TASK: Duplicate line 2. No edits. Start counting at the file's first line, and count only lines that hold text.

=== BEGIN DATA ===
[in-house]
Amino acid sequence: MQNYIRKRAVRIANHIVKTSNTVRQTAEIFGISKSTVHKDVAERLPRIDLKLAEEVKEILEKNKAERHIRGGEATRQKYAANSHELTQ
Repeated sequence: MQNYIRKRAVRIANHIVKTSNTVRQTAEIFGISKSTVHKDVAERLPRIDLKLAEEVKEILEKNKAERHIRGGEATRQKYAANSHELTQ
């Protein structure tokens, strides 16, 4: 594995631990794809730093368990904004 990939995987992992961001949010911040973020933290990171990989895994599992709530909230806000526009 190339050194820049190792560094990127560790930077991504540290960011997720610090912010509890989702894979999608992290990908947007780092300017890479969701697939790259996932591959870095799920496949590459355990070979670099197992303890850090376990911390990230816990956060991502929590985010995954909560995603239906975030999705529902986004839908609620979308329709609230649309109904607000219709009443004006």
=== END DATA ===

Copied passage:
Amino acid sequence: MQNYIRKRAVRIANHIVKTSNTVRQTAEIFGISKSTVHKDVAERLPRIDLKLAEEVKEILEKNKAERHIRGGEATRQKYAANSHELTQ